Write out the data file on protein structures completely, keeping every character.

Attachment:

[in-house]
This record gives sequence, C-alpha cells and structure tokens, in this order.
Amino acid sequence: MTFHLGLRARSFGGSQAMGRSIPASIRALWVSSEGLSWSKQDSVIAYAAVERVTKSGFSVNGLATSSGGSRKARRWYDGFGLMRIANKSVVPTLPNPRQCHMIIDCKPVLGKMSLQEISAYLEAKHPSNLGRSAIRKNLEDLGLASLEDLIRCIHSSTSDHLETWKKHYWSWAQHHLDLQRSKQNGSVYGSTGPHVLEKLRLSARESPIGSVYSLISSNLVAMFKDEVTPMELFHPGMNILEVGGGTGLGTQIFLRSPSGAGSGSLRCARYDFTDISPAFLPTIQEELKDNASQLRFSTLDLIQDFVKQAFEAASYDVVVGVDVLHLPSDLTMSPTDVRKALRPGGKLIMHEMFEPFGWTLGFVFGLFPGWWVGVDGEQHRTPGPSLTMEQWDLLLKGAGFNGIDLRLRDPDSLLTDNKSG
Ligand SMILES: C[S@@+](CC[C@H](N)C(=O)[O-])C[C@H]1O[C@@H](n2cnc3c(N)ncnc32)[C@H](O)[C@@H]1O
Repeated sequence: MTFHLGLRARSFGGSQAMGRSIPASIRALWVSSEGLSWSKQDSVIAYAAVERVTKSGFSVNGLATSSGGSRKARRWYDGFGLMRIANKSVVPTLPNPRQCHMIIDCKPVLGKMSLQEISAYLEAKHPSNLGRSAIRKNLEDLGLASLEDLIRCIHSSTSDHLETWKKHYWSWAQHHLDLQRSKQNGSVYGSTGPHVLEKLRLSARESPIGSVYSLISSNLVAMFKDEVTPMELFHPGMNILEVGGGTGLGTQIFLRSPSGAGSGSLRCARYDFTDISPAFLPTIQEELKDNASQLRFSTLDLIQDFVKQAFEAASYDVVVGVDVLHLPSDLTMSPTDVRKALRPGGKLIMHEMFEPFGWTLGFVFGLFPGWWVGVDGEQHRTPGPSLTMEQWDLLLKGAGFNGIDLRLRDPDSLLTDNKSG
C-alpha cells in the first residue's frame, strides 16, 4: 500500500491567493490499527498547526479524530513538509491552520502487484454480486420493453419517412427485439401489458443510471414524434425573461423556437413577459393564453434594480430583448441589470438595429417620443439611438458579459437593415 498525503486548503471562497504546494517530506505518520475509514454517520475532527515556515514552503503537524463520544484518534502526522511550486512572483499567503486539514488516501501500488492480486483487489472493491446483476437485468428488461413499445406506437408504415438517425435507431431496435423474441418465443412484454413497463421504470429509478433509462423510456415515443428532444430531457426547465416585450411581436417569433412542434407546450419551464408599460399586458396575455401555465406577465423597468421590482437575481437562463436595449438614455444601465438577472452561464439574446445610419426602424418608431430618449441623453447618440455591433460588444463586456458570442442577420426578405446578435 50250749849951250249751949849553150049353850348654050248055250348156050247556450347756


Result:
[in-house]
This record gives sequence, C-alpha cells and structure tokens, in this order.
Amino acid sequence: MTFHLGLRARSFGGSQAMGRSIPASIRALWVSSEGLSWSKQDSVIAYAAVERVTKSGFSVNGLATSSGGSRKARRWYDGFGLMRIANKSVVPTLPNPRQCHMIIDCKPVLGKMSLQEISAYLEAKHPSNLGRSAIRKNLEDLGLASLEDLIRCIHSSTSDHLETWKKHYWSWAQHHLDLQRSKQNGSVYGSTGPHVLEKLRLSARESPIGSVYSLISSNLVAMFKDEVTPMELFHPGMNILEVGGGTGLGTQIFLRSPSGAGSGSLRCARYDFTDISPAFLPTIQEELKDNASQLRFSTLDLIQDFVKQAFEAASYDVVVGVDVLHLPSDLTMSPTDVRKALRPGGKLIMHEMFEPFGWTLGFVFGLFPGWWVGVDGEQHRTPGPSLTMEQWDLLLKGAGFNGIDLRLRDPDSLLTDNKSG
Ligand SMILES: C[S@@+](CC[C@H](N)C(=O)[O-])C[C@H]1O[C@@H](n2cnc3c(N)ncnc32)[C@H](O)[C@@H]1O
Repeated sequence: MTFHLGLRARSFGGSQAMGRSIPASIRALWVSSEGLSWSKQDSVIAYAAVERVTKSGFSVNGLATSSGGSRKARRWYDGFGLMRIANKSVVPTLPNPRQCHMIIDCKPVLGKMSLQEISAYLEAKHPSNLGRSAIRKNLEDLGLASLEDLIRCIHSSTSDHLETWKKHYWSWAQHHLDLQRSKQNGSVYGSTGPHVLEKLRLSARESPIGSVYSLISSNLVAMFKDEVTPMELFHPGMNILEVGGGTGLGTQIFLRSPSGAGSGSLRCARYDFTDISPAFLPTIQEELKDNASQLRFSTLDLIQDFVKQAFEAASYDVVVGVDVLHLPSDLTMSPTDVRKALRPGGKLIMHEMFEPFGWTLGFVFGLFPGWWVGVDGEQHRTPGPSLTMEQWDLLLKGAGFNGIDLRLRDPDSLLTDNKSG
C-alpha cells in the first residue's frame, strides 16, 4: 500500500491567493490499527498547526479524530513538509491552520502487484454480486420493453419517412427485439401489458443510471414524434425573461423556437413577459393564453434594480430583448441589470438595429417620443439611438458579459437593415 498525503486548503471562497504546494517530506505518520475509514454517520475532527515556515514552503503537524463520544484518534502526522511550486512572483499567503486539514488516501501500488492480486483487489472493491446483476437485468428488461413499445406506437408504415438517425435507431431496435423474441418465443412484454413497463421504470429509478433509462423510456415515443428532444430531457426547465416585450411581436417569433412542434407546450419551464408599460399586458396575455401555465406577465423597468421590482437575481437562463436595449438614455444601465438577472452561464439574446445610419426602424418608431430618449441623453447618440455591433460588444463586456458570442442577420426578405446578435 50250749849951250249751949849553150049353850348654050248055250348156050247556450347756